Formal and Informal Communication in Science

It has been argued that science historically has a specific spatiality, and that it matters for the form of scientific knowledge where the work of scientific research is practised (Ophir and Shapin, 1991; Shapin, 1995; Livingstone, 1995; Galison, 1999). The key scientific space in sociology of scientific knowledge is the laboratory. Laboratory ethnographies were the key tool for establishing the locality of scientific research practices, and hence examining the social practices of scientific knowledge construction (e.g. Knorr-Cetina 1981; Zenzen and Restivo, 1982; Lynch 1985; Latour and Woolgar 1986). Such studies emphasised the continuity of scientific practice with ordinary everyday practice, thus challenging the privileged epistemic status of scientific knowledge. Shapin (1998) points out that the 'localist' focus in the sociology of scientific knowledge on practices within the laboratory has left it with the not inconsiderable problem of explaining how it is, that given scientific knowledge is actually so like everyday knowledge in its production, it should be able to travel and should appear to be universal. Some answers to this issue focus on the way in which relations between the laboratory and the outside world, and between different laboratories, are carefully managed. The laboratory is a private place, with its own epistemic culture (Knorr- Cetina 1999), where public knowledge is produced. Indeed, laboratories were quite often deliberately built as private places to permit the exclusion of outsiders (Galison, 1999). The laboratory communicates knowledge to the outside and to other laboratories through documents and demonstrations, produced via processes of inscription, standardisation and translation which make scientific facts into stable entities that will travel outside the laboratory, stripping away the human contingencies and uncertainties that prevail inside the laboratory (Latour and Woolgar, 1986). Work is coordinated across different laboratories and disciplines via standardised packages (Fujimura, 1996) or boundary objects (Star and Griesemer, 1989), which are sufficiently stable to travel, yet sufficiently flexible to be interpreted differently in their different contexts of use.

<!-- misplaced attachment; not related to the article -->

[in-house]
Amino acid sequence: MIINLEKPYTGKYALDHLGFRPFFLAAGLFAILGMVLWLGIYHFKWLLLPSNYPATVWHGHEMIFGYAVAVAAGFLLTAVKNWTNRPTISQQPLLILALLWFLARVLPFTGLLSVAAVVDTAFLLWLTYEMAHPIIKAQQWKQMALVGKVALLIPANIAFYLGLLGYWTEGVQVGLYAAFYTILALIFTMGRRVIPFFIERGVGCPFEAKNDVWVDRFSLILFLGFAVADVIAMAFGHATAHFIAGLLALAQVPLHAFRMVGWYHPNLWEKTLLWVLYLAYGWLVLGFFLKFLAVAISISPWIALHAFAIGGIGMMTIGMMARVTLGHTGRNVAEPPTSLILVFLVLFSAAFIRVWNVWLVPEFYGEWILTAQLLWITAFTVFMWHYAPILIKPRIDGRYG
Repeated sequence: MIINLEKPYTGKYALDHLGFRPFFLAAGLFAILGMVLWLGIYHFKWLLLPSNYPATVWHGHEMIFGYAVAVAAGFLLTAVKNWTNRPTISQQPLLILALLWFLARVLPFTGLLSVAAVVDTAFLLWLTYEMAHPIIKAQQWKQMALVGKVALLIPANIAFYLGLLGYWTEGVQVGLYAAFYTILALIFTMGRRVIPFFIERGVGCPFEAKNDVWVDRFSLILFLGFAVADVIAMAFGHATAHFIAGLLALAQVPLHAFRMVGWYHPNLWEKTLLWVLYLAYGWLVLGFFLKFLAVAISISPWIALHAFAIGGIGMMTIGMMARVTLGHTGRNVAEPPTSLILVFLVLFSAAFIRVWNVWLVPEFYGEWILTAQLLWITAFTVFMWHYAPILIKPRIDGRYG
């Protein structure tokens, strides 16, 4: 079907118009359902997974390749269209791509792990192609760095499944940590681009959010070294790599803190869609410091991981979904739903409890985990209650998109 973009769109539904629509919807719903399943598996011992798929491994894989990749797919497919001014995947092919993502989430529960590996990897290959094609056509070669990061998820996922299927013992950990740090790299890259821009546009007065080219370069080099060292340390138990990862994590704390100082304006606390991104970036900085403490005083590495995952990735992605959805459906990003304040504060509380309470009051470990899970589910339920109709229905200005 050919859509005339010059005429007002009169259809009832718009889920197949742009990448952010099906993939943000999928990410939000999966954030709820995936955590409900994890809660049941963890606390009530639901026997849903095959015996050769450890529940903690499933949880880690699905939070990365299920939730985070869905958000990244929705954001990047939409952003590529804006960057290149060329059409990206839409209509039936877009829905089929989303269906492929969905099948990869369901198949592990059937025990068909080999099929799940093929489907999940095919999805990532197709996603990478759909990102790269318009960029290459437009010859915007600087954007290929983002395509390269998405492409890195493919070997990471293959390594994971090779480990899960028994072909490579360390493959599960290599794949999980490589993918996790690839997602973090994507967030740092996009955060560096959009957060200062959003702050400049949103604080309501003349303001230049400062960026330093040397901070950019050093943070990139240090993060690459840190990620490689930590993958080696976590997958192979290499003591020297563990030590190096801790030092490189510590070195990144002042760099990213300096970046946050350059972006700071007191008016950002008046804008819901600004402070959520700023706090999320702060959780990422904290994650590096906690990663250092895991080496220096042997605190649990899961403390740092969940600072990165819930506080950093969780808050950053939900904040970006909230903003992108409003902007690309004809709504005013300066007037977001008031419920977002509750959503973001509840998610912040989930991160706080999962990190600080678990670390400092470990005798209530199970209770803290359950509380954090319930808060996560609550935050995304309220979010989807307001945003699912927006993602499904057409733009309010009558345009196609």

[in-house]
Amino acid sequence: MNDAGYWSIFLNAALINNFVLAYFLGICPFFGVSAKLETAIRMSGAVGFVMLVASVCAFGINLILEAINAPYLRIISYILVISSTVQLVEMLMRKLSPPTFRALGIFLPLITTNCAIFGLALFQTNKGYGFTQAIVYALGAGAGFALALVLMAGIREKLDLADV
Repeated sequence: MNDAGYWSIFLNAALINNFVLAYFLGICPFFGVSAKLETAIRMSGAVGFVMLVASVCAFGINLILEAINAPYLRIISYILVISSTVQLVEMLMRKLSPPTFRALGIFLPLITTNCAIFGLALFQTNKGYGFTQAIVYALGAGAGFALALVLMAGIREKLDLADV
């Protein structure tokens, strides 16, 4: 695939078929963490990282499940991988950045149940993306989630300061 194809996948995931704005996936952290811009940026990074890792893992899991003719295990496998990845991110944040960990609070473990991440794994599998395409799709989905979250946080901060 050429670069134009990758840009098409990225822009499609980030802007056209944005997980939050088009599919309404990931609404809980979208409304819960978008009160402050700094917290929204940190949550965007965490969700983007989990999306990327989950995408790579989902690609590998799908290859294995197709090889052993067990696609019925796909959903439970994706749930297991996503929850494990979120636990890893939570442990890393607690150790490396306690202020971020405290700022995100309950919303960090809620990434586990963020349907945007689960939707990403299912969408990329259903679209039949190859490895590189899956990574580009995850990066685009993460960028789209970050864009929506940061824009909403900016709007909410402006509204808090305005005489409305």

The upshot of these communication practices is to leave the details of what happens in the laboratory largely unspoken outside the face-to-face encounters of those directly involved. This is far from saying that informal communication is therefore not important. Tacit knowledge is often held by researchers to be crucial to success. Collins (1975, 1985) paid particular attention to the circumstances under which a scientific experiment was considered to have been replicated. In describing attempts to replicate the experiments of others, Collins' scientist interviewees held that formally published descriptions of method were unlikely to be sufficient for a successful replication. Jordan and Lynch (1998) also showed how important informal communication was held to be in learning a new technique. Gilbert and Mulkay (1980: 284) found that laboratory skills were considered particularly sensitive, scientists who were interviewed holding that such skills could "only be understood satisfactorily by close contact with someone who is already proficient". The understandings involved could be far removed from formal scientific rationales (Cambrosio and Keating, 1988). Lynch (1988: 266) describes how laboratory concerns take a quite different form to more formally expressed scientific knowledge:

Other understandings about animals, rarely communicated in accounts of laboratory methods, pertained to rats as holistic living creatures. These understandings were communicated informally, and were not validated through rigorous testing. They were part of the everyday life of the laboratory, consisting of various sorts of tacit 'know-how', recipe knowledge and experimental craft that enabled practitioners to deal with the contingency of 'handling' laboratory rats.